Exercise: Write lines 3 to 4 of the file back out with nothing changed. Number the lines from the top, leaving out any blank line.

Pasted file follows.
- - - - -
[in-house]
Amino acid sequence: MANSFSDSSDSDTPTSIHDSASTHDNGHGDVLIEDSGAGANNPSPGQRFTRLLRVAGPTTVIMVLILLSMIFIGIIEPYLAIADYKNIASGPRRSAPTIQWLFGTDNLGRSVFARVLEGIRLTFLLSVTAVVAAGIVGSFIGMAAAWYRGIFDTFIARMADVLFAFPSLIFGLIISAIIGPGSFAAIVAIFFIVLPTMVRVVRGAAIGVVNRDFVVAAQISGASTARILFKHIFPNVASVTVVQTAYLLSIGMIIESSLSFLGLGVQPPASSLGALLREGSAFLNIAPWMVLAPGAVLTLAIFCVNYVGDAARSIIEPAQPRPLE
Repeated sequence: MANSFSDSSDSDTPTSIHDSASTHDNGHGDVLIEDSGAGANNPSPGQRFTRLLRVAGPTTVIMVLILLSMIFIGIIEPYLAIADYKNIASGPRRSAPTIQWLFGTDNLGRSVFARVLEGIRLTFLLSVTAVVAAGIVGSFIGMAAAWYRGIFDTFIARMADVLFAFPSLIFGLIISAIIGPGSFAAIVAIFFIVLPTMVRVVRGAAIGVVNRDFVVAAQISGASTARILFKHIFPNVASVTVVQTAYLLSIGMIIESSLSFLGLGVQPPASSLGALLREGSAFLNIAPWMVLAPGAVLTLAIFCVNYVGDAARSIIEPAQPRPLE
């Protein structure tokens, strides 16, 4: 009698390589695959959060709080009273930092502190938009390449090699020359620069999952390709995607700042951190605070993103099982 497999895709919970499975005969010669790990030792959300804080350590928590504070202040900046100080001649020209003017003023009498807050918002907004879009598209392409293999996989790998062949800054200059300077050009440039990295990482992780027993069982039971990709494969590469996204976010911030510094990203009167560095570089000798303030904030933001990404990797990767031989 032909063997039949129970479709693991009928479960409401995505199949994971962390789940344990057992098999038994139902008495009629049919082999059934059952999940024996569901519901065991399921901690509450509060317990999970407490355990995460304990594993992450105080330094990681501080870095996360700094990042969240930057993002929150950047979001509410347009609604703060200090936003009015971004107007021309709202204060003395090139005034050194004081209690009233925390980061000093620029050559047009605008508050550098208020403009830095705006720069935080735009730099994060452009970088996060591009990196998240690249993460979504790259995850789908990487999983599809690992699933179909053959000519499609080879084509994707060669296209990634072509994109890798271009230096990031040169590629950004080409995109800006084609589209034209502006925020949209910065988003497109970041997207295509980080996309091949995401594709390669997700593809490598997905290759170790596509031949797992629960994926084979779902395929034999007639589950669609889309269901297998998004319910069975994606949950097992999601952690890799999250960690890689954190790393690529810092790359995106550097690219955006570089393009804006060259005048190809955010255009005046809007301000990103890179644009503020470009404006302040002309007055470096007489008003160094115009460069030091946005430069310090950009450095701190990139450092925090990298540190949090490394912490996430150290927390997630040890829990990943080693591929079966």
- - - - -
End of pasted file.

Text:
Repeated sequence: MANSFSDSSDSDTPTSIHDSASTHDNGHGDVLIEDSGAGANNPSPGQRFTRLLRVAGPTTVIMVLILLSMIFIGIIEPYLAIADYKNIASGPRRSAPTIQWLFGTDNLGRSVFARVLEGIRLTFLLSVTAVVAAGIVGSFIGMAAAWYRGIFDTFIARMADVLFAFPSLIFGLIISAIIGPGSFAAIVAIFFIVLPTMVRVVRGAAIGVVNRDFVVAAQISGASTARILFKHIFPNVASVTVVQTAYLLSIGMIIESSLSFLGLGVQPPASSLGALLREGSAFLNIAPWMVLAPGAVLTLAIFCVNYVGDAARSIIEPAQPRPLE
């Protein structure tokens, strides 16, 4: 009698390589695959959060709080009273930092502190938009390449090699020359620069999952390709995607700042951190605070993103099982 497999895709919970499975005969010669790990030792959300804080350590928590504070202040900046100080001649020209003017003023009498807050918002907004879009598209392409293999996989790998062949800054200059300077050009440039990295990482992780027993069982039971990709494969590469996204976010911030510094990203009167560095570089000798303030904030933001990404990797990767031989 032909063997039949129970479709693991009928479960409401995505199949994971962390789940344990057992098999038994139902008495009629049919082999059934059952999940024996569901519901065991399921901690509450509060317990999970407490355990995460304990594993992450105080330094990681501080870095996360700094990042969240930057993002929150950047979001509410347009609604703060200090936003009015971004107007021309709202204060003395090139005034050194004081209690009233925390980061000093620029050559047009605008508050550098208020403009830095705006720069935080735009730099994060452009970088996060591009990196998240690249993460979504790259995850789908990487999983599809690992699933179909053959000519499609080879084509994707060669296209990634072509994109890798271009230096990031040169590629950004080409995109800006084609589209034209502006925020949209910065988003497109970041997207295509980080996309091949995401594709390669997700593809490598997905290759170790596509031949797992629960994926084979779902395929034999007639589950669609889309269901297998998004319910069975994606949950097992999601952690890799999250960690890689954190790393690529810092790359995106550097690219955006570089393009804006060259005048190809955010255009005046809007301000990103890179644009503020470009404006302040002309007055470096007489008003160094115009460069030091946005430069310090950009450095701190990139450092925090990298540190949090490394912490996430150290927390997630040890829990990943080693591929079966």